A Swiss scientist has discovered that sexual orientation in fruit flies is controlled by a previously unknown regulator of chemicals in the brain.
While the evolutionary basis for homosexuality remains a mystery, researchers have succeeded in using genetic manipulation or drugs to rapidly turn the flies' homosexual behaviour on and off.
"We discovered that by manipulating a gene we called genderblind, even in the adult flies we were able to modify their courtship towards other males," said Yaël Grosjean from the Centre for Integrative Genomics at Lausanne University.
"So one big point of this is that sexual behaviour – being able to recognise a sexual partner – is not fixed during development: it can be turned on and off, even in the adult," said Grosjean, who started the work at the University of Illinois, Chicago.
The research could open up new insights into how sexual attraction and responses in other animals, including humans, are shaped and specified.
Using geneticists' favourite guinea pigs, drosophila melanogaster fruit flies, the scientists focused on a mutant gene called genderblind, which causes flies to be indiscriminate about gender when courting.
Grosjean – whose research is scheduled for the January issue of Nature Neuroscience - found the gene interesting initially because it has the unusual ability to transport the neurotransmitter glutamate, out of glial cells – cells that support and nourish nerve cells but do not fire like neurons do.
But the genderblind gene became even more interesting when Grosjean noticed that all the genderblind mutant male flies were courting other males.
It's still unknown why a male brain chooses to do male things and a female brain does female things. The discovery of genderblind provided an opportunity to understand why males choose to mate with females.
"Based on our previous work, we reasoned that genderblind mutants might show homosexual behaviour because their glutamatergic synapses were altered in some way," said fellow researcher David Featherstone at the University of Illinois.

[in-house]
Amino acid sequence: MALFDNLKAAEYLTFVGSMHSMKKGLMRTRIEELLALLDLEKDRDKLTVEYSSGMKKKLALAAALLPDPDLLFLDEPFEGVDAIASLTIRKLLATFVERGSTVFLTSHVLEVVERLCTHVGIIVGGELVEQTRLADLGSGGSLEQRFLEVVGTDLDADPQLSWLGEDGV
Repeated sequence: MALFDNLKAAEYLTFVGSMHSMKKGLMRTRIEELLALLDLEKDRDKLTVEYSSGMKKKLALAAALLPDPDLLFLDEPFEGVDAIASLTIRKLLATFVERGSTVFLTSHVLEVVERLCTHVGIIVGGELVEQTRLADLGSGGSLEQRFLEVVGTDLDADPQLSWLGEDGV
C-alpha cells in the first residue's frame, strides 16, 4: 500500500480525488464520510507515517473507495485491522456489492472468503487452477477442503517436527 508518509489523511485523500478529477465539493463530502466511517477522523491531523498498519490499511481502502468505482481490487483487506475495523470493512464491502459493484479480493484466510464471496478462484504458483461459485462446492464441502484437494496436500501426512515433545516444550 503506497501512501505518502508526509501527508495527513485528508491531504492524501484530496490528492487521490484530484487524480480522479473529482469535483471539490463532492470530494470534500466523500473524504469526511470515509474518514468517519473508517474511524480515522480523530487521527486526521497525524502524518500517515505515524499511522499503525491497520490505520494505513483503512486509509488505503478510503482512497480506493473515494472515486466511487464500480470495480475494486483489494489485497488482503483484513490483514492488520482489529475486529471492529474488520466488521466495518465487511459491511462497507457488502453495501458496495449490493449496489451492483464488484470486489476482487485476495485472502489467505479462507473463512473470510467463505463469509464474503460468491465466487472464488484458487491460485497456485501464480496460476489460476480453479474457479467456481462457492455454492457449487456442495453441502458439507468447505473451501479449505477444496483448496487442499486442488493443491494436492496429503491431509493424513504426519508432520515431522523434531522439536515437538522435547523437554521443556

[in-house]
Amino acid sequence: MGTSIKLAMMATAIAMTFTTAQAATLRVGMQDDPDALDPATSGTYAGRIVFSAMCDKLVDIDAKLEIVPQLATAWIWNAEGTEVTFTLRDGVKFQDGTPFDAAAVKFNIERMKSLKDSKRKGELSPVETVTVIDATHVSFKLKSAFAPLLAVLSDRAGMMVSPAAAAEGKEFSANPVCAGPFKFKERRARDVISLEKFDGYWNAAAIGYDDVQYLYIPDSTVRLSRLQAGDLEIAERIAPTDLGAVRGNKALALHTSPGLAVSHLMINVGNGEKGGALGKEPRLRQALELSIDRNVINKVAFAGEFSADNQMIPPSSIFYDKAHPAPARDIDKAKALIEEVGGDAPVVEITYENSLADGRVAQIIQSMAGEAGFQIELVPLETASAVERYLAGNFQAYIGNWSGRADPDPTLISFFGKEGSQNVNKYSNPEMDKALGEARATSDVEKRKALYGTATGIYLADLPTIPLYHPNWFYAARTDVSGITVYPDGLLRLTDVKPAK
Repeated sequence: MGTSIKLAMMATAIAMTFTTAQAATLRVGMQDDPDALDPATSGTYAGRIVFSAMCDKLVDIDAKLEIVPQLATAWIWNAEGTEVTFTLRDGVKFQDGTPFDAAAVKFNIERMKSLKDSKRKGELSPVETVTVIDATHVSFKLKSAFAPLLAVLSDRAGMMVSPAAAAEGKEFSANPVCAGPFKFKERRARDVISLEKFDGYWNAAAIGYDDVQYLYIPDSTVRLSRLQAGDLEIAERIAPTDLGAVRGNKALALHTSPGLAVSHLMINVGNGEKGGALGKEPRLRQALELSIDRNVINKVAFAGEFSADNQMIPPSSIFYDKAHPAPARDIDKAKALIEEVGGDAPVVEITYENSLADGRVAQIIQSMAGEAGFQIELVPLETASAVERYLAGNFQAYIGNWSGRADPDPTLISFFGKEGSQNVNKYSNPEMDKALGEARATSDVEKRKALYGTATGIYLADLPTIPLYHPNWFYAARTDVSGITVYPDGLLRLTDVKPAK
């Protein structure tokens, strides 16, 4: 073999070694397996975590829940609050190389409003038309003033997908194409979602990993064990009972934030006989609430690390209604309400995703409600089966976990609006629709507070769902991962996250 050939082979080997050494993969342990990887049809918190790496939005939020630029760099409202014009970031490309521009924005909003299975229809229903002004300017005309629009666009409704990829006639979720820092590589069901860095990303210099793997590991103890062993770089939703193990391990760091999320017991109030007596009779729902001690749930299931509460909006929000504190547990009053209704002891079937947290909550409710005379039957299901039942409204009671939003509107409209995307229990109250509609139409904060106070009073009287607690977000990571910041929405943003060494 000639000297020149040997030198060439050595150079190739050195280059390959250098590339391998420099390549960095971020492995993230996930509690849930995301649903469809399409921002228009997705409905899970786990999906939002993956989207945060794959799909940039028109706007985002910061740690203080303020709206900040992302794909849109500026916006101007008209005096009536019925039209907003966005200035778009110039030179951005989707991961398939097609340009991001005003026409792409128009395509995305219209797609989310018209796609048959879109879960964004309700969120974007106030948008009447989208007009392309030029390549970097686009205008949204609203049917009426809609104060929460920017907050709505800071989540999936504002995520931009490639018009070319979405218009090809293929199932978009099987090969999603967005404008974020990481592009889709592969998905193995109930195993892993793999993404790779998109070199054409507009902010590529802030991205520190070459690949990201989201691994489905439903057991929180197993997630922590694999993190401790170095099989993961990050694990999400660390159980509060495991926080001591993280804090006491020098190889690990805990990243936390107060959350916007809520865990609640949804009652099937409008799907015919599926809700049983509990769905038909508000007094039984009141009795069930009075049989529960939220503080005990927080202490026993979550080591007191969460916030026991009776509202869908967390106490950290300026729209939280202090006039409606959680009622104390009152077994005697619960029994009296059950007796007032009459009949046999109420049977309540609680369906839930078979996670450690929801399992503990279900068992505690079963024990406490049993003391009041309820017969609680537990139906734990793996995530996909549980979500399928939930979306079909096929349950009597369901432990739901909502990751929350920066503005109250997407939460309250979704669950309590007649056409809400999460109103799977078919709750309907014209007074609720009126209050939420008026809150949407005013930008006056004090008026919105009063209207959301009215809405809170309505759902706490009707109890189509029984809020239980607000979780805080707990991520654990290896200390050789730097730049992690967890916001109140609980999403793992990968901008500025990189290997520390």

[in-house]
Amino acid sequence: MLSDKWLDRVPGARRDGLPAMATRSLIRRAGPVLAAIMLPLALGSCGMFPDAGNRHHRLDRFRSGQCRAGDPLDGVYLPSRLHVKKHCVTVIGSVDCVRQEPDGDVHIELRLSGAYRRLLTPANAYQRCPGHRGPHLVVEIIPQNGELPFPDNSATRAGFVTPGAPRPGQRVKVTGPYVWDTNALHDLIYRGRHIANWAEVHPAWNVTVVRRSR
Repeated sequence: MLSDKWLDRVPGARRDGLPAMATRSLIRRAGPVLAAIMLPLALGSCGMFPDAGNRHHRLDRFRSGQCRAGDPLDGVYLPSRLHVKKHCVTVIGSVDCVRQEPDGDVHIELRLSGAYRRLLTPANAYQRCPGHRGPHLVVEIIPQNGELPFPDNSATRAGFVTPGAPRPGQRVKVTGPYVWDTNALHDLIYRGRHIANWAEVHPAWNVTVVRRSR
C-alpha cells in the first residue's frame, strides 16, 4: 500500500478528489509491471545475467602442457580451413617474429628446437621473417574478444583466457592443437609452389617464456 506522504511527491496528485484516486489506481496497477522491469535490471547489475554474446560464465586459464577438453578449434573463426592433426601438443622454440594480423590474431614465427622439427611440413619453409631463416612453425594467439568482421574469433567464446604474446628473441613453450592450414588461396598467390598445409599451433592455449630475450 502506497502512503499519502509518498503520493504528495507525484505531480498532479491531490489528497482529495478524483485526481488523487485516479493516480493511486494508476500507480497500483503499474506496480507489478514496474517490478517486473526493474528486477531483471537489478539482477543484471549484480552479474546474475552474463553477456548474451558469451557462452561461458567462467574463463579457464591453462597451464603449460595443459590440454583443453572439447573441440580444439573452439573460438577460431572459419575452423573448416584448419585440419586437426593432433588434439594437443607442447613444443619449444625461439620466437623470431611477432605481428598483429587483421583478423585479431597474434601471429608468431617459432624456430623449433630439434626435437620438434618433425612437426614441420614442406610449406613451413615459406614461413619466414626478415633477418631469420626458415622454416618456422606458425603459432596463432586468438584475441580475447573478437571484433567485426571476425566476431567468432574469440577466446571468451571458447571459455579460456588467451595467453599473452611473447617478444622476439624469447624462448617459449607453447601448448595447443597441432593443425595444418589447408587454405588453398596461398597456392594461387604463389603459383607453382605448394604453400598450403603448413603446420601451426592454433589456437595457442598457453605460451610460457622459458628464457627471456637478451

Synapses are specialised junctions through which the cells of the nervous system signal to each other and to non-neuronal cells such as those in muscles or glands.
"Homosexual courtship might be sort of an 'overreaction' to sexual stimuli," he said.
To test this, the scientists genetically altered synapse strength independent of genderblind and also fed the flies drugs that can alter synapse strength. As predicted, they were able to turn fly homosexuality on and off – and within hours.
They reasoned that adult fly brains have dual-track sensory circuits: one that triggers heterosexual behaviour, the other homosexual. When the genderblind gene suppresses glutamatergic synapses, the homosexual circuit is blocked.
Further work showed precisely how this happens – without genderblind to suppress synapse strength, the flies no longer interpreted smells, chemicals known as pheromones, the same way: in effect, the genderblind mutant males were no longer turned off by male pheromones.
Human behaviour is a lot more complex, but Grosjean thinks parts of the research can be extrapolated beyond flies.
"We need more experiments and knowledge to be sure that this is exactly the same in humans, but we have some data arguing that pheromones also play a role for courtship and partner recognition in humans."
swissinfo, Thomas Stephens
The Centre for Integrative Genomics has brought together interactive research groups performing research in three major areas:
The structure and function of genomes and their evolution.
The regulation of gene expression by the transcription machinery, chromatin structure, transcription factors and signal transduction cascades.
The genomics of complex functions such as embryonic development, physiological functions in the context of the organism and behaviour.
In October 2006 a display, "Against Nature?", opened at the University of Oslo's Natural History Museum, presenting 51 species of animals exhibiting homosexuality.
"Homosexuality has been observed in more than 1,500 species, and the phenomenon has been well described for 500 of them," said Petter Bockman, project coordinator.
In 1999 Silo and Roy, two male penguins, made headlines around the world when they came out with their same-sex relationship. Since then, the pair successfully hatched and raised an adopted chick – after trying to incubate a rock. In 2005 however Silo ran off with a female penguin called Scrappy.
But scientists warn against drawing conclusions for humans based on animal behaviour. Some argue that if something is natural, it is ethically acceptable or desirable.
Others point out that infanticide for example is also widespread in the animal kingdom.